In the digital age, if you have the freedom to work anywhere, why not try to go somewhere?
The term “digital nomad” evokes images of expats tapping away at laptops in Bali or Barcelona. For all of the freedom the name implies, the lifestyle isn’t for everyone. Constant travel isn’t universally feasible or desirable, and wandering too long can lead some nomads to loneliness, narcissism, and financial ruin. Still, it’s hard to shake the feeling as a remote worker in the digital age that if you have the freedom to work anywhere, you should at least try to go somewhere.
The middle ground, perhaps, is to go But Everywhere. The idiosyncratically named new company sends cohorts of 10 to 15 remote workers on three-month excursions around the U.S. But Everywhere sets the itinerary—two weeks in six separate cities, with lodging, office space, and transport between locales arranged. It’s sort of like the 2000s MTV series “Road Rules,” except with people doing respectable adult jobs instead of bizarre challenges at each stop.
The first cohort leaves in May. Founder Mike Doyle’s previous venture, Rent Like a Champion, got $200,000 in funding from Mark Cuban and Chris Sacca on a 2015 episode of “Shark Tank.”
The original plan for But Everywhere was to send remote workers on a one-year tour of the U.S., with monthlong stays in 12 different cities. But market research revealed that the people who wanted to be on the road for that long were already doing it. So instead, Doyle’s company was designed to appeal to people who can’t or don’t want to be away from a home base for too long, but are intrigued by the idea of working in parts of the country they normally wouldn’t see.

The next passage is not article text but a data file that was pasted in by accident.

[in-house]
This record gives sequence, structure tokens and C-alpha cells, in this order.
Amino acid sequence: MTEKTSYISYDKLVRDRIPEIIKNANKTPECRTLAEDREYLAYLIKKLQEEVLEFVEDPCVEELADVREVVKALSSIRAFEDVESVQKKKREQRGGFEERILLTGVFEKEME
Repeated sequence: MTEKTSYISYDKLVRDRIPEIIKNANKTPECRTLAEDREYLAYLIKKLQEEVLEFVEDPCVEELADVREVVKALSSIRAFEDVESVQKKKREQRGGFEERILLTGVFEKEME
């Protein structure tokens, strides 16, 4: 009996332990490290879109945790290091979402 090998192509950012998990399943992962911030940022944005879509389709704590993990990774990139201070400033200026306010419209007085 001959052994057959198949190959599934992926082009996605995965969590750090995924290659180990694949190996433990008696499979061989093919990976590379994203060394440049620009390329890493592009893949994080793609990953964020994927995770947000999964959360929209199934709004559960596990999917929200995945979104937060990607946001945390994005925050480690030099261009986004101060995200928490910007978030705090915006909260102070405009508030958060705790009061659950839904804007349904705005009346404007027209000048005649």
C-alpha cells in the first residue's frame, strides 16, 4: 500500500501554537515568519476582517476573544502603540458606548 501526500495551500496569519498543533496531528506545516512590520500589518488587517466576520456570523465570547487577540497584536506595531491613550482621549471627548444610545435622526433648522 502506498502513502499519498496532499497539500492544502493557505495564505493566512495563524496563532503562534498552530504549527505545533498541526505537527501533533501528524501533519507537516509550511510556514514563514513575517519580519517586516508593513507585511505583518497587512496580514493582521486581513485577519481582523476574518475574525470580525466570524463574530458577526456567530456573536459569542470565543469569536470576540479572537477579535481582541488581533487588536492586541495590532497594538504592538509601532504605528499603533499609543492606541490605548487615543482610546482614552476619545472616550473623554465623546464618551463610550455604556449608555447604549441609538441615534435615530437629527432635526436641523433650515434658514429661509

The first trip starts in Bozeman, Montana, and ends in Portland, Maine; all of the 2018 itineraries eschew big urban hubs. “The idea is that it opens people’s eyes to all the different culture” that exists within the U.S., Doyle said.
A monthly fee of $1,850 covers lodging, workspace access, and transportation between cities. If you have the freedom to travel for three months, though, why not just plan your own trip?
“I’m very busy running a company. To plan out finding workspace, booking the travel and moving from city to city—that’s a lot of work,” said Steve Dinelli, the owner of a Chicago advertising agency who has applied for the first cohort. “On top of that, [there’s] the opportunity to meet other people who are maybe in a similar situation … The type of people who want to do something like this are probably like me too, and we’d probably get along.”
But Everywhere hasn’t yet confirmed Dinelli’s acceptance, but he’s hopeful—and curious to check out the opportunity as both a worker and a manager.
“I’m excited, a little nervous, and if it goes well I actually think it’s a program I could send team members on as a work break or a work vacation,” he said.